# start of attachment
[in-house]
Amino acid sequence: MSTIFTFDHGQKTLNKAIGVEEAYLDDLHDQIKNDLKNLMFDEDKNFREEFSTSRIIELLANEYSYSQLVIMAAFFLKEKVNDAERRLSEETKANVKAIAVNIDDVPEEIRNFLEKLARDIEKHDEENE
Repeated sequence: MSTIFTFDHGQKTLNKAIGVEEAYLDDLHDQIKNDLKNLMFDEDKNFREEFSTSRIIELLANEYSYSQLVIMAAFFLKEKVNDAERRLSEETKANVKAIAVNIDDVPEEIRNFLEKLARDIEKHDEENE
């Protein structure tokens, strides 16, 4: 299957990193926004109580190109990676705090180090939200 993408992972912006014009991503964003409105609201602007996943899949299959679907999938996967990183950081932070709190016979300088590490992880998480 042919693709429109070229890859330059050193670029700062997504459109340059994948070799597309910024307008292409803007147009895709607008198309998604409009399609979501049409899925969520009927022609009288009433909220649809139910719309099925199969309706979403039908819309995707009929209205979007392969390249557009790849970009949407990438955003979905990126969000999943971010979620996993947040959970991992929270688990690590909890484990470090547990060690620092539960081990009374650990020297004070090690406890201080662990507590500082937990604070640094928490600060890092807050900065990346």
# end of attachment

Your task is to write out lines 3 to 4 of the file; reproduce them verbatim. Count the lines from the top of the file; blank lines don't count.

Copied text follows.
Repeated sequence: MSTIFTFDHGQKTLNKAIGVEEAYLDDLHDQIKNDLKNLMFDEDKNFREEFSTSRIIELLANEYSYSQLVIMAAFFLKEKVNDAERRLSEETKANVKAIAVNIDDVPEEIRNFLEKLARDIEKHDEENE
């Protein structure tokens, strides 16, 4: 299957990193926004109580190109990676705090180090939200 993408992972912006014009991503964003409105609201602007996943899949299959679907999938996967990183950081932070709190016979300088590490992880998480 042919693709429109070229890859330059050193670029700062997504459109340059994948070799597309910024307008292409803007147009895709607008198309998604409009399609979501049409899925969520009927022609009288009433909220649809139910719309099925199969309706979403039908819309995707009929209205979007392969390249557009790849970009949407990438955003979905990126969000999943971010979620996993947040959970991992929270688990690590909890484990470090547990060690620092539960081990009374650990020297004070090690406890201080662990507590500082937990604070640094928490600060890092807050900065990346």